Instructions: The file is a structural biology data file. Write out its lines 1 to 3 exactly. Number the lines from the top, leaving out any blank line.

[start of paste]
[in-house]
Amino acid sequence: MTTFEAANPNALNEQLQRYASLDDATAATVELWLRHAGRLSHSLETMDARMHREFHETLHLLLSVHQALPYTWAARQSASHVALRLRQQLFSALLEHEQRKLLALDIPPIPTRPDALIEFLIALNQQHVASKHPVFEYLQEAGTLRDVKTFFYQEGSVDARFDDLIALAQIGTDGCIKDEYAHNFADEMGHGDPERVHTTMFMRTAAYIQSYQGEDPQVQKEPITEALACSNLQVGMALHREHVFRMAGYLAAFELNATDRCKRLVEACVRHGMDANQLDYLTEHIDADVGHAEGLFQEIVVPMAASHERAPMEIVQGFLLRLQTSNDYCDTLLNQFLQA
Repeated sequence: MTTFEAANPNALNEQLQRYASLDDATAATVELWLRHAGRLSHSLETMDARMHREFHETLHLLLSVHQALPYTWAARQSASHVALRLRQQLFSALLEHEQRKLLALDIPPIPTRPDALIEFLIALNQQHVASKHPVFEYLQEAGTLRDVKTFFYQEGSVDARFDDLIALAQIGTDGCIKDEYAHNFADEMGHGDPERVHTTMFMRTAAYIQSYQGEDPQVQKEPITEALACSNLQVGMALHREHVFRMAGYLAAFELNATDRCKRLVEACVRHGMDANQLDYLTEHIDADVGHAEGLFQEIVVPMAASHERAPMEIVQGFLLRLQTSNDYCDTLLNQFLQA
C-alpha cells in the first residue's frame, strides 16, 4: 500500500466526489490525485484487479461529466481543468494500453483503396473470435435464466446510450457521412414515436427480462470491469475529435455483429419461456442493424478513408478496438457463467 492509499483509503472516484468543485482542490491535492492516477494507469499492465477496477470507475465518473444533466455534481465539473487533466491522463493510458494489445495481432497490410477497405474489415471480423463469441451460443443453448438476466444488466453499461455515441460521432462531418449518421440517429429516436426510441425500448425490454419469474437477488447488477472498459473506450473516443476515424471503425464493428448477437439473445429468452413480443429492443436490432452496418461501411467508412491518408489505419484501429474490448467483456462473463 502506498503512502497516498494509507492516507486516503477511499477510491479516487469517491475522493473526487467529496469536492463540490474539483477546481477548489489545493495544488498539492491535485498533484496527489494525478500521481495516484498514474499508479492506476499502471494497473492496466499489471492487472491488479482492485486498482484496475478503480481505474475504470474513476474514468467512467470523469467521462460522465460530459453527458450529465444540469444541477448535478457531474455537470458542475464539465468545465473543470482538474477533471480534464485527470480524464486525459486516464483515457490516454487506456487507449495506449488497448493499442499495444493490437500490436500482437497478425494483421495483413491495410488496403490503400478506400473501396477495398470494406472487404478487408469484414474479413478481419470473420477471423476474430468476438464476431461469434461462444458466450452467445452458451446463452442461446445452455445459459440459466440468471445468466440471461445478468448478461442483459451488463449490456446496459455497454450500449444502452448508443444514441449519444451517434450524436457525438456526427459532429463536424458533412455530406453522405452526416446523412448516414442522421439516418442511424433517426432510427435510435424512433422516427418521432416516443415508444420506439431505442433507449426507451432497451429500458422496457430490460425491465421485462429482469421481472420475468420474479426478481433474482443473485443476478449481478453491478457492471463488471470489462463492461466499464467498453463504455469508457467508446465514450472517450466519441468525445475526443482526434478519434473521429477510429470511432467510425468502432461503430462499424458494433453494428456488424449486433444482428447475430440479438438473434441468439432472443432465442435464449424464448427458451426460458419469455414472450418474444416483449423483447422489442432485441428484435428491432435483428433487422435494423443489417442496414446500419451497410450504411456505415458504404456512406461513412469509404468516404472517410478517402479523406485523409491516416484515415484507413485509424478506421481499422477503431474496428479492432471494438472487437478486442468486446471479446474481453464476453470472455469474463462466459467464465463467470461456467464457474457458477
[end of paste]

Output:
[in-house]
Amino acid sequence: MTTFEAANPNALNEQLQRYASLDDATAATVELWLRHAGRLSHSLETMDARMHREFHETLHLLLSVHQALPYTWAARQSASHVALRLRQQLFSALLEHEQRKLLALDIPPIPTRPDALIEFLIALNQQHVASKHPVFEYLQEAGTLRDVKTFFYQEGSVDARFDDLIALAQIGTDGCIKDEYAHNFADEMGHGDPERVHTTMFMRTAAYIQSYQGEDPQVQKEPITEALACSNLQVGMALHREHVFRMAGYLAAFELNATDRCKRLVEACVRHGMDANQLDYLTEHIDADVGHAEGLFQEIVVPMAASHERAPMEIVQGFLLRLQTSNDYCDTLLNQFLQA
Repeated sequence: MTTFEAANPNALNEQLQRYASLDDATAATVELWLRHAGRLSHSLETMDARMHREFHETLHLLLSVHQALPYTWAARQSASHVALRLRQQLFSALLEHEQRKLLALDIPPIPTRPDALIEFLIALNQQHVASKHPVFEYLQEAGTLRDVKTFFYQEGSVDARFDDLIALAQIGTDGCIKDEYAHNFADEMGHGDPERVHTTMFMRTAAYIQSYQGEDPQVQKEPITEALACSNLQVGMALHREHVFRMAGYLAAFELNATDRCKRLVEACVRHGMDANQLDYLTEHIDADVGHAEGLFQEIVVPMAASHERAPMEIVQGFLLRLQTSNDYCDTLLNQFLQA